By Kevin P. Gallagher
China is being criticized for stepping up its policy to provide liquidity financing in the form of loans and currency swaps for countries in distress for the wrong reasons. Providing such liquidity shows that China is capable of being a responsible global stakeholder as the Western-backed institutions, namely the International Monetary Fund (IMF), continue to fall short of appropriate responses to yet another crisis. That said, China should learn from history and play a more engaging role to ensure its liquidity finance is put to good use or China could lose even more of its hard-earned capital.
Developing countries have been battered by four waves of compounding crises in just three years. First of course was the COVID-19 crisis, then Russia’s war in Ukraine, followed by this summer’s severe climate shocks, and now the mishandled interest rate hikes to tame inflation in the advanced economies. Left to their own devices by the multilateral system, developing countries did all they could to protect their people during these times but have run out of fiscal space. This latest wave of capital flight has further depreciated currencies and ballooned debt levels. During the first two waves in 2020 and 2021, most countries went to private capital markets, despite the fact those loans were vastly more expensive than IMF loans. Now, they are running out of options.
No one wants to go to the IMF. The academic literature overwhelmingly shows that IMF programs favor the geopolitical allies of Western countries and conditions its loan packages on austerity programs that accentuate poverty and inequality and seldom return a country back to stability and growth. Such an approach stands in stark contrast to the Western approach, where the bipartisan consensus is that expansionary fiscal and monetary policy to grow out of a recession is the best course of action. Indeed, Western countries unleashed upwards of $13.4 trillion in fiscal support alone to recover from COVID-19, while countries that went to the IMF had to tighten their belts.
China has long been a critic of these IMF policies. Rather than the austerity that plagued the European response to the 2008 financial crisis, China mounted the largest and most effective expansionary stimulus package that not only helped China recover but also helped buoy much of the developing world. To be sure, China watched its East Asian neighbors crumble in the face of IMF programs in the 1990s. To protect themselves, East Asian countries have amassed large amounts of dollar reserves so they never have to go to the IMF again.
Many emerging markets and developing countries in Africa, South Asia, and Latin America are net importers of capital and do not have that option. Newly published research conducted by Rebecca Ray, William Kring, and myself affirms previous findings that IMF loans favor the geopolitical allies of Western governments by granting those allies less harsh austerity conditions—while imposing harsher conditions on Chinese allies. China is not only doing the right thing, it is protecting its own interests, as partners who get a harsh deal from the IMF will have less ability to pay back loans owed to China.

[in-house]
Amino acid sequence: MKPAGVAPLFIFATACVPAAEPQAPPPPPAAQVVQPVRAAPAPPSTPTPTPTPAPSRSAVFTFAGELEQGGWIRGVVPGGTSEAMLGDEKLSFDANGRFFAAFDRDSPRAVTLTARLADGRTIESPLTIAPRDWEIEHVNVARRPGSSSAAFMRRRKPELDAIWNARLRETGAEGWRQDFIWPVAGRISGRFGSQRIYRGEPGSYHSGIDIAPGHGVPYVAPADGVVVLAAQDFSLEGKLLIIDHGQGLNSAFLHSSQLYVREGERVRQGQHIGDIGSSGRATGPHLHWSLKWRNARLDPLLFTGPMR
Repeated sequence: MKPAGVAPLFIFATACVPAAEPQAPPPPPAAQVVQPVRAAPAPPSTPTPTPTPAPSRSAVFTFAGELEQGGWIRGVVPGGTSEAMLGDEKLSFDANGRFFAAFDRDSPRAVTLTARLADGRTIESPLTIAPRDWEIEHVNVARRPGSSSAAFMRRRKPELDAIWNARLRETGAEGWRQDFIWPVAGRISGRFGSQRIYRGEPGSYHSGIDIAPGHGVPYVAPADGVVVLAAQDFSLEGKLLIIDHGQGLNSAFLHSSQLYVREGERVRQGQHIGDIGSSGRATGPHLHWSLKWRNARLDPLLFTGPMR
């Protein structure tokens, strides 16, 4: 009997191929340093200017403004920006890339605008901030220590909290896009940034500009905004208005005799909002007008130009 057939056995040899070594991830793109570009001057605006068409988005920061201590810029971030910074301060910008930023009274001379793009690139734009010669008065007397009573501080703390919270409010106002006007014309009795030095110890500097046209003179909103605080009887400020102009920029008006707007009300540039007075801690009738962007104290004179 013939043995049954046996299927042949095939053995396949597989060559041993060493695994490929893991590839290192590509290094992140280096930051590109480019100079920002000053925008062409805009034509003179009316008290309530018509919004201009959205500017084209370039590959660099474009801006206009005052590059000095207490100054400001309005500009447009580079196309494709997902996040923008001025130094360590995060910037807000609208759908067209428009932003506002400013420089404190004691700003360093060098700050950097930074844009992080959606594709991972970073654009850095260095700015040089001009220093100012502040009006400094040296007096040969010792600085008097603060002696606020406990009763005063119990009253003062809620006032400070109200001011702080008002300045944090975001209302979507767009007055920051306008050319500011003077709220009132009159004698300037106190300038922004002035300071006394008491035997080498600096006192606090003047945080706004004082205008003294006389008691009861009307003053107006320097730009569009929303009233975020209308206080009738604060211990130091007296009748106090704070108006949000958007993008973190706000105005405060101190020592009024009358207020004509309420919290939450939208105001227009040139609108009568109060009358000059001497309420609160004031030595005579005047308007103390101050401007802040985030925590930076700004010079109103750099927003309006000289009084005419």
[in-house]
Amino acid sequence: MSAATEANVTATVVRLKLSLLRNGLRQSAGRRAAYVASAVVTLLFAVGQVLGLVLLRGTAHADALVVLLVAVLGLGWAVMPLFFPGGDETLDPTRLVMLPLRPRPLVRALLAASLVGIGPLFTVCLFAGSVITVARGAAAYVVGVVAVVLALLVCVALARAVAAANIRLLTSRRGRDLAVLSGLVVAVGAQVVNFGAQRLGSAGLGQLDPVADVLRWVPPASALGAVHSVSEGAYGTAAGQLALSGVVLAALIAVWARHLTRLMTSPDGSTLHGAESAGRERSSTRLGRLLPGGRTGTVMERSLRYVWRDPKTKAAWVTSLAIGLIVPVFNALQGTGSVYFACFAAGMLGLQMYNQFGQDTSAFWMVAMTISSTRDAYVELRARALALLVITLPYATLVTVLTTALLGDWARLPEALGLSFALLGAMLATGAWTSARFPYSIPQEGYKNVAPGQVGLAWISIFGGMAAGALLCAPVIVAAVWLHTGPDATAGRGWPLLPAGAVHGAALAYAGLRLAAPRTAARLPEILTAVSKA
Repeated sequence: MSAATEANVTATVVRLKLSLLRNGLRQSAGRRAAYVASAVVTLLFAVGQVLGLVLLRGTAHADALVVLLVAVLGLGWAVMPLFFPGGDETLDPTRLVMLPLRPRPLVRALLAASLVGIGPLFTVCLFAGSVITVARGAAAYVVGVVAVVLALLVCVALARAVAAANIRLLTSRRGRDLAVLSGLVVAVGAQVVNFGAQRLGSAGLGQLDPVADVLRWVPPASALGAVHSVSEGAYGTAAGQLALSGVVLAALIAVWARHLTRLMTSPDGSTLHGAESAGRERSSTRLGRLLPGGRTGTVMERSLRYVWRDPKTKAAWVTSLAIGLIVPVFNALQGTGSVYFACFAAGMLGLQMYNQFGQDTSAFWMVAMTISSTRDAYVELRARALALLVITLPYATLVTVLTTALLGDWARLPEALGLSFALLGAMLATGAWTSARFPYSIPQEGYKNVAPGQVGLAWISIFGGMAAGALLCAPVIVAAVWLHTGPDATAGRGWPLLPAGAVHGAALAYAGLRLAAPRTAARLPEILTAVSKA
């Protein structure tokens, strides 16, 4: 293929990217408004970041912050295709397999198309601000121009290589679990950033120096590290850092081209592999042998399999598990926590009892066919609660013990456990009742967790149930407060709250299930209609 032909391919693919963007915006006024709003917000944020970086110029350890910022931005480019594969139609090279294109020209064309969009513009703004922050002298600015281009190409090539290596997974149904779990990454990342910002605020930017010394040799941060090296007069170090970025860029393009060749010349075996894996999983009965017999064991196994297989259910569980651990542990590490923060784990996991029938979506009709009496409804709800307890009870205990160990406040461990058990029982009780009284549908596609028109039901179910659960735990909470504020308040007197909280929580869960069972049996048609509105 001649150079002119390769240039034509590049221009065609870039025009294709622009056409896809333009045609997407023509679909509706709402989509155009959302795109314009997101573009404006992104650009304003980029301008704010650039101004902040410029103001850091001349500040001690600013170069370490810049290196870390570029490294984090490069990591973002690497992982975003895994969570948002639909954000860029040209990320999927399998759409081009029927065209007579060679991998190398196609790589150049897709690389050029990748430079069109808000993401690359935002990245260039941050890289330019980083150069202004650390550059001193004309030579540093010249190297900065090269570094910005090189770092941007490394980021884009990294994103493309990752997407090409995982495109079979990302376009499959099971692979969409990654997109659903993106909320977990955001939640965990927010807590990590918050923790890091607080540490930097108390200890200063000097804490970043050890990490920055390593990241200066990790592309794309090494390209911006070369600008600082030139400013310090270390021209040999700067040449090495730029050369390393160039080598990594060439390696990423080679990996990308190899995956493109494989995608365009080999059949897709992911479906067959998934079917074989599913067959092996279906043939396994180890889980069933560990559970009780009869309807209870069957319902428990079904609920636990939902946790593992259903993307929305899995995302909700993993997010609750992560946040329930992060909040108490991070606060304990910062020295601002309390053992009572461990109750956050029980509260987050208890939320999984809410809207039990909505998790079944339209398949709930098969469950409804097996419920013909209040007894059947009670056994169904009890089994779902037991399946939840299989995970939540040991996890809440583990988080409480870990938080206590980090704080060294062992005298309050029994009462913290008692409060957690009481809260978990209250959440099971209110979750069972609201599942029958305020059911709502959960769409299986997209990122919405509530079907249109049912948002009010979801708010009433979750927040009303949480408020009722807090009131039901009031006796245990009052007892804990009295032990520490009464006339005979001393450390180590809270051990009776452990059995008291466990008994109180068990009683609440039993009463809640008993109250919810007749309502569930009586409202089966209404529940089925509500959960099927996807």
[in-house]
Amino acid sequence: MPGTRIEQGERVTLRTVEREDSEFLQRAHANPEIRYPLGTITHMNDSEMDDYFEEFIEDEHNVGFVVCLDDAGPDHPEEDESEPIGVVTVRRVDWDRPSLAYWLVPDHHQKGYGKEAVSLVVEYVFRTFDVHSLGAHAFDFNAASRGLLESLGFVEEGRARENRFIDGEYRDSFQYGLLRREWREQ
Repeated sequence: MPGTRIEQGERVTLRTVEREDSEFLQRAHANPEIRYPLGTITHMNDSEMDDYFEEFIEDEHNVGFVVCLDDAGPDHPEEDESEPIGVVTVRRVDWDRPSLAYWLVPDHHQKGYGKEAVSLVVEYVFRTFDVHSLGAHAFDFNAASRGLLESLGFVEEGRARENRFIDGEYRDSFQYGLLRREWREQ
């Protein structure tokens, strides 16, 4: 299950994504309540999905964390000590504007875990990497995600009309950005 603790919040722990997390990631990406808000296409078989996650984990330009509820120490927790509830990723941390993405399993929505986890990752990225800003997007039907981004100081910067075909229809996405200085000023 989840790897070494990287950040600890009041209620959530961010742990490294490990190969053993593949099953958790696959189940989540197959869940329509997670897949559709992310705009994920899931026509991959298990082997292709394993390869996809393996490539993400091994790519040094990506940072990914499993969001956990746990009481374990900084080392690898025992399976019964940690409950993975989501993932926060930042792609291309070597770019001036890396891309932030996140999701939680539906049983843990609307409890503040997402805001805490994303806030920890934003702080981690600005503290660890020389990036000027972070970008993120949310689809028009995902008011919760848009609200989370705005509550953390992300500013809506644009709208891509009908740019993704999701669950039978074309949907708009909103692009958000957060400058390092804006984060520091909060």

Can China provide a better alternative? James Sundquist has shown that China has become an important source of alternative liquidity than the IMF for quite some time. Stephen Kaplan’s new book shows that China’s liquidity loans have given Latin American countries more room to maneuver so they could recover and avoid the IMF as well. In 2008 after the IMF and the private sector had shut Ecuador out of private capital markets, China provided a liquidity loan that helped Ecuador return to the private capital markets much quicker than if they had undergone austerity measures.
However, the compounding crises developing countries are facing is far worse than over a decade ago when China first started this kind of financing. There is no guarantee that recipients of Chinese loans will implement effective, expansionary policies to put them on a better economic path and able to pay their creditors. In fact, there is increasing pressure for countries to take China’s dollars and turn around and pay back loans to the Paris Club, multilateral development banks, and private bondholders instead. Rather than giving handouts, China should engage in South-South cooperation (not North-South conditionality) to help recipient countries learn from China’s experience in formulating effective stimulus packages—while also ensuring seniority of Chinese loans that thus can’t be used to pay other creditors.
Without such cooperation, China may be gambling with these loans and the odds may be against them.
Kevin P. Gallagher is the Director of the Boston University Global Development Policy Center and a Professor of Global Development Policy at the Pardee School of Global Studies at Boston University. Follow him on Twitter: @KevinPGallagher.